Hands-on: A new Moto G rival?
Nokia 5.1 (2018) first look: Available in the UK 12 September for £189.99
HMD Global has already released an impressive eight phones under the Nokia name this year and it doesn’t seem to be stopping any time soon. This has included five models at MWC and the latest three releases: the Nokia 2.1, Nokia 3.1 and, the most interesting of the bunch, the Nokia 5.1.
Although we’re far from convinced about the naming strategy – why not just call it ‘the new Nokia 5’, for example? – this is a big update for the Nokia 5, elevating the phone enough that it could maybe give the excellent Moto G6 Play a run for its money.
In releasing so many phones at such a rate, Nokia has managed to address issues with previous devices. For instance, I wasn’t impressed with the performance and sharp designs of many of last year’s handsets, and those issues have pretty much been fixed here.
Nokia 5.1 vs Nokia 5: How do they compare?
|Nokia 5.1 (2018)||Nokia 5 (2017)|
|Processor||MediaTek 2GHz||Snapdragon 430|
|Display||5.5-inch, 18:9, FHD+||5.2-inch 720p|
|Dual-Sim||Yes (in some countries)||Yes (in some countries)|
The Nokia 5.1 is a lot softer-looking than its predecessor, with curved edges and a lovely-feeling 6000 series aluminium body. For the 199 euros price, there’s very little else like it on the market.
On the front is a seriously impressive screen. Similar to the majority of flagships, it boasts an 18:9 display and a crisp FHD+ resolution – this is up from the 720p resolution used last year.
I had only a short time with the phone during the briefing session, but the 5.5-inch LCD panel was bright and colourful. It was just nice to see this wider aspect-ratio filtering down to the cheaper phones so quickly.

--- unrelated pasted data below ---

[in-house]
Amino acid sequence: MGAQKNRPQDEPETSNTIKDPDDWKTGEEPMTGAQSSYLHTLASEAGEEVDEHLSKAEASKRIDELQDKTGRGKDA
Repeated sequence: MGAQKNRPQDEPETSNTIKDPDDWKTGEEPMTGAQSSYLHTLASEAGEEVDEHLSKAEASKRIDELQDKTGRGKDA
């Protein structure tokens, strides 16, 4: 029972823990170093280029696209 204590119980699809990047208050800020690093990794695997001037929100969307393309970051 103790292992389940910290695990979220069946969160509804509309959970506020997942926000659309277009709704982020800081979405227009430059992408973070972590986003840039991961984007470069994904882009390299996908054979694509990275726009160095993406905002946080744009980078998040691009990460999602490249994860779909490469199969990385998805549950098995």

My big criticism of pretty much every low-end Nokia phone released last year was that performance-wise they were super-slow. This ruined the overall experience, despite the phones impressing in individual areas. After all, who wants a device that judders and hangs every time you open Facebook?
Nokia says that it has fixed these issues with the Nokia 5.1, and that the phone offers ‘40% more performance’ thanks to a MediaTek 2GHz processor accompanied by either 2 or 3GB of RAM. I’ve never been a huge fan of MediaTek’s chips, which I’ve found prone to becoming hot and with erratic battery life. Hopefully, the Nokia 5.1’s performance will be better.
The software, too, should hopefully address performance issues as well. The Nokia 5.1 runs Android One, which here is free of the usual bloatware and skins you’d find on the likes of Samsung and LG phones. It will also receives updates from Google quicker, with Nokia guaranteeing two years of platform updates and three years of security patches.
There are no duplicate apps on Android One, only the usual array of Google’s own apps. Google Photos provides unlimited storage for your snaps and Play Music lets you upload your own songs for streaming.
Around the back is a 16-megapixel main camera, which sits above the fingerprint sensor, and there’s a wide-angle 8-megapixel shooter around the front.
The Nokia 5.1 includes a 2970mAh battery, but it’s disappointing to discover that micro-USB remains the charging method of choice. USB-C really should be universal by now. I didn’t have enough time to test either the camera or the battery life, so look out for the full review, which will include all the details.
Coming in at £189.99, the Nokia 5.1 sits right in-between the regular Moto G6 and the Moto G6 Play. Whether it can match either of those excellent devices remains to be seen. Nevertheless, there’s certainly plenty to like about Nokia’s latest.